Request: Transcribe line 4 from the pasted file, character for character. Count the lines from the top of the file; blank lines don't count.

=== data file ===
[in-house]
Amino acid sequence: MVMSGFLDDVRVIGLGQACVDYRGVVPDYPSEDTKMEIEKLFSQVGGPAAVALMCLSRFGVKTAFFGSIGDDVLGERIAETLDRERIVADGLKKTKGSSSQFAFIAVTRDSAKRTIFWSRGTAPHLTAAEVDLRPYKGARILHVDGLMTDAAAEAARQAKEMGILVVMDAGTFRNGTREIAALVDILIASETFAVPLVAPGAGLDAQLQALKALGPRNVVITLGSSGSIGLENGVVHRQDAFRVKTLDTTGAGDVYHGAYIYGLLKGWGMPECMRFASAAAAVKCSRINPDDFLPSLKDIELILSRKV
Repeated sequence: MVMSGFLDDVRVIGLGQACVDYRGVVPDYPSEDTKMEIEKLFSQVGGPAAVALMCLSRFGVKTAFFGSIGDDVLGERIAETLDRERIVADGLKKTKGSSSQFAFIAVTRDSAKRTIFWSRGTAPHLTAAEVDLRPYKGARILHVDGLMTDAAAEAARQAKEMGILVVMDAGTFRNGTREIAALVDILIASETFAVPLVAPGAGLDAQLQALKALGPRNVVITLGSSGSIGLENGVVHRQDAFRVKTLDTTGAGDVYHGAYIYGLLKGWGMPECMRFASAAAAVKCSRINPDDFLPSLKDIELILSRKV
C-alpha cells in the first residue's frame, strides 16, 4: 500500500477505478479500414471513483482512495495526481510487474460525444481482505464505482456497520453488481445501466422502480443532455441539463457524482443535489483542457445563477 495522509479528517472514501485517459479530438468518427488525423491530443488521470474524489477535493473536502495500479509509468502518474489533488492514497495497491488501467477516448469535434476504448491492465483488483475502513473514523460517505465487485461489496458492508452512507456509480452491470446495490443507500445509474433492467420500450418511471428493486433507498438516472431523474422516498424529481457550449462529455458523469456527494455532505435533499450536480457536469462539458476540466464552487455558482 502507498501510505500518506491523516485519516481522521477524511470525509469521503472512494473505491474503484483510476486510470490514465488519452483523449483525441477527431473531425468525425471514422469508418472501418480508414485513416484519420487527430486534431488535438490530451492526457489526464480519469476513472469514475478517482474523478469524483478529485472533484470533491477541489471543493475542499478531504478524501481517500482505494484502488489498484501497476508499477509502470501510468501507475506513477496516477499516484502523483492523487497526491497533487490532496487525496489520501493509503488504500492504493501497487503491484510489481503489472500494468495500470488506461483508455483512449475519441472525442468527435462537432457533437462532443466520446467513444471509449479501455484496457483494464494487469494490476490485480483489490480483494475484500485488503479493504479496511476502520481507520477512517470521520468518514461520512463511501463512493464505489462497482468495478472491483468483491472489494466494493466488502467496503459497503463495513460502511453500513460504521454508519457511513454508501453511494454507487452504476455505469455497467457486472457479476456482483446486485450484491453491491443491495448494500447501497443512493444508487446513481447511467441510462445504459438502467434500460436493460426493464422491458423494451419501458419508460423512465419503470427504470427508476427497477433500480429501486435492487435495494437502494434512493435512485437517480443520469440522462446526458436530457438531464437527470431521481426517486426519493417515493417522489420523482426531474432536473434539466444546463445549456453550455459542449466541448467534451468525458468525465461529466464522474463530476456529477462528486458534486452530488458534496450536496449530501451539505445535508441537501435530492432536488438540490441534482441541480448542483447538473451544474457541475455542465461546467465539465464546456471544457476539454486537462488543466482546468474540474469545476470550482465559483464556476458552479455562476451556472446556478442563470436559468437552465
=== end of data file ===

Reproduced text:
C-alpha cells in the first residue's frame, strides 16, 4: 500500500477505478479500414471513483482512495495526481510487474460525444481482505464505482456497520453488481445501466422502480443532455441539463457524482443535489483542457445563477 495522509479528517472514501485517459479530438468518427488525423491530443488521470474524489477535493473536502495500479509509468502518474489533488492514497495497491488501467477516448469535434476504448491492465483488483475502513473514523460517505465487485461489496458492508452512507456509480452491470446495490443507500445509474433492467420500450418511471428493486433507498438516472431523474422516498424529481457550449462529455458523469456527494455532505435533499450536480457536469462539458476540466464552487455558482 502507498501510505500518506491523516485519516481522521477524511470525509469521503472512494473505491474503484483510476486510470490514465488519452483523449483525441477527431473531425468525425471514422469508418472501418480508414485513416484519420487527430486534431488535438490530451492526457489526464480519469476513472469514475478517482474523478469524483478529485472533484470533491477541489471543493475542499478531504478524501481517500482505494484502488489498484501497476508499477509502470501510468501507475506513477496516477499516484502523483492523487497526491497533487490532496487525496489520501493509503488504500492504493501497487503491484510489481503489472500494468495500470488506461483508455483512449475519441472525442468527435462537432457533437462532443466520446467513444471509449479501455484496457483494464494487469494490476490485480483489490480483494475484500485488503479493504479496511476502520481507520477512517470521520468518514461520512463511501463512493464505489462497482468495478472491483468483491472489494466494493466488502467496503459497503463495513460502511453500513460504521454508519457511513454508501453511494454507487452504476455505469455497467457486472457479476456482483446486485450484491453491491443491495448494500447501497443512493444508487446513481447511467441510462445504459438502467434500460436493460426493464422491458423494451419501458419508460423512465419503470427504470427508476427497477433500480429501486435492487435495494437502494434512493435512485437517480443520469440522462446526458436530457438531464437527470431521481426517486426519493417515493417522489420523482426531474432536473434539466444546463445549456453550455459542449466541448467534451468525458468525465461529466464522474463530476456529477462528486458534486452530488458534496450536496449530501451539505445535508441537501435530492432536488438540490441534482441541480448542483447538473451544474457541475455542465461546467465539465464546456471544457476539454486537462488543466482546468474540474469545476470550482465559483464556476458552479455562476451556472446556478442563470436559468437552465